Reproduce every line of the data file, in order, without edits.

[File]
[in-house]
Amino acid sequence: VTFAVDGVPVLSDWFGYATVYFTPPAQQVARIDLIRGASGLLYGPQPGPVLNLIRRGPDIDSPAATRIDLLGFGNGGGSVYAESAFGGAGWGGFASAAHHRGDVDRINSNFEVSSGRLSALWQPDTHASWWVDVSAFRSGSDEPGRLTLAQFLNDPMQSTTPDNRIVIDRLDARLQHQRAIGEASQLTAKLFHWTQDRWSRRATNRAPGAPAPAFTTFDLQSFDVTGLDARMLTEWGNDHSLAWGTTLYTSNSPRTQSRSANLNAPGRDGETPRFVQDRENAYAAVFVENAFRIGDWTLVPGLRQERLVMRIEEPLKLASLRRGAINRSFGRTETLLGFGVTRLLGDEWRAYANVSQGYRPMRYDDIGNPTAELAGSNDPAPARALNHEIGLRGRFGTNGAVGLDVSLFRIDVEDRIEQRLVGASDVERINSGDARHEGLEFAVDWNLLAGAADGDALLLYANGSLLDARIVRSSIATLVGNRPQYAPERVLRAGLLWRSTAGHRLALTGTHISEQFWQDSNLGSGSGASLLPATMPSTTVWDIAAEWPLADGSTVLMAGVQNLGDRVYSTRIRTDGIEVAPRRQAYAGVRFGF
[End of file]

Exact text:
[in-house]
Amino acid sequence: VTFAVDGVPVLSDWFGYATVYFTPPAQQVARIDLIRGASGLLYGPQPGPVLNLIRRGPDIDSPAATRIDLLGFGNGGGSVYAESAFGGAGWGGFASAAHHRGDVDRINSNFEVSSGRLSALWQPDTHASWWVDVSAFRSGSDEPGRLTLAQFLNDPMQSTTPDNRIVIDRLDARLQHQRAIGEASQLTAKLFHWTQDRWSRRATNRAPGAPAPAFTTFDLQSFDVTGLDARMLTEWGNDHSLAWGTTLYTSNSPRTQSRSANLNAPGRDGETPRFVQDRENAYAAVFVENAFRIGDWTLVPGLRQERLVMRIEEPLKLASLRRGAINRSFGRTETLLGFGVTRLLGDEWRAYANVSQGYRPMRYDDIGNPTAELAGSNDPAPARALNHEIGLRGRFGTNGAVGLDVSLFRIDVEDRIEQRLVGASDVERINSGDARHEGLEFAVDWNLLAGAADGDALLLYANGSLLDARIVRSSIATLVGNRPQYAPERVLRAGLLWRSTAGHRLALTGTHISEQFWQDSNLGSGSGASLLPATMPSTTVWDIAAEWPLADGSTVLMAGVQNLGDRVYSTRIRTDGIEVAPRRQAYAGVRFGF